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Health risk in tattoo needles discovered

27 Aug 2019, 22:22 ( 26 days ago)

DF-Xinhua Report
File Photo Xinhua.

Not only tattoo colors but also the needles used could probably trigger allergic reactions, according to a new study published by researchers from the German Federal Institute for Risk Assessment (BfR) together with an international cooperation team on Tuesday.

   Allergic reactions to tattoos and their ingredients were among "the most common side effects of tattoos", but the role of tattoo needles had not yet been investigated, the study authors noted.

   Common tattoo needles "are made of an alloy that also contains about six to eight percent nickel and up to 20 percent chromium" which were both toxic and could cause allergies if they decomposed, according to the research team from the German risk assessment institute.

   "During tattooing, chromium and nickel particles can detach from the needles and enter the lymph nodes via the blood," the study's lead author Ines Schreiver noted.

   According to Schreiver, the new findings were a coincidence as "while investigating tattoo paints, we discovered metal particles. In detective detail work we found out that they originate from the abrasion of the needles".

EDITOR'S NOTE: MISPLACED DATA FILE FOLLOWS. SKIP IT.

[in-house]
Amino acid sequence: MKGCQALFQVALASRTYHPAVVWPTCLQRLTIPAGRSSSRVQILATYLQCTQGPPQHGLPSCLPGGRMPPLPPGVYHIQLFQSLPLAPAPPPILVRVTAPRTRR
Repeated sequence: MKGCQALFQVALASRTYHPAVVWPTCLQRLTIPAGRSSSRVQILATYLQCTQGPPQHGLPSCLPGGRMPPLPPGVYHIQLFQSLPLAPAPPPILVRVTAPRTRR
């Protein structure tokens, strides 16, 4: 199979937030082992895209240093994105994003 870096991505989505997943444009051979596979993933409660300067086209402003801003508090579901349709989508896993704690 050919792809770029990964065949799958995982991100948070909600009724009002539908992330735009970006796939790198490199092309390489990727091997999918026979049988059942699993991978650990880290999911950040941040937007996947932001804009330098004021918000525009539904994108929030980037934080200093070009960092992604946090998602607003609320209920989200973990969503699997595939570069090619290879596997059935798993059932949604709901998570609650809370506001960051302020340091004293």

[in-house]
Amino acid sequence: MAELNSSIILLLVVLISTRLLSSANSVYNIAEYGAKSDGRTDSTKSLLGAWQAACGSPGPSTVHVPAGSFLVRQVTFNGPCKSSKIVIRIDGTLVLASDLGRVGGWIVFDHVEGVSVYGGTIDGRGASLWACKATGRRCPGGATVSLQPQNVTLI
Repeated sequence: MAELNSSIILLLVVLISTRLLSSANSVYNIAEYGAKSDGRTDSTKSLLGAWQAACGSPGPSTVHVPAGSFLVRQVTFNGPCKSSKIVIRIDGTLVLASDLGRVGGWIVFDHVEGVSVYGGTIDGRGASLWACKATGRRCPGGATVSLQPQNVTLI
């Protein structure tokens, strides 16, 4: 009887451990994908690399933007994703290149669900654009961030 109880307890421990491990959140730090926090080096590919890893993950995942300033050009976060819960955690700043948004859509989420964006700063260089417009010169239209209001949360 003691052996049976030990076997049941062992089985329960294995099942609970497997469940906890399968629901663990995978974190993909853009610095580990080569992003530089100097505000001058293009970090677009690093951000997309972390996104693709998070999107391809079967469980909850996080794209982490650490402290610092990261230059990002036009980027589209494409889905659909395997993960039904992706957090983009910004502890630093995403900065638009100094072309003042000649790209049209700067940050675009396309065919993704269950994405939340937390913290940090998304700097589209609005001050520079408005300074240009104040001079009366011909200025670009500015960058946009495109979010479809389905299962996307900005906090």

The study found that the allergy-causing metals were released particularly frequently when titanium dioxide, which is contained in many tattoo colors such as green, red and blue, was used.

   In an earlier study, the German Federal Institute for Risk Assessment researchers had already proven that toxic pigments from tattoo paints could accumulate in the lymph nodes for years.

   Schreiver noted that her team had now found that particles of the needles used for tattooing could also find their way into the lymph nodes.

   The extent to which the deposits damaged health and triggered allergies needed to be investigated in more detail, the German Federal Institute for Risk Assessment study noted.

   Whether colored tattoos were more dangerous than black tattoos could also not be determined as "low-grade black color can also contain nickel in high concentrations," according to the researchers.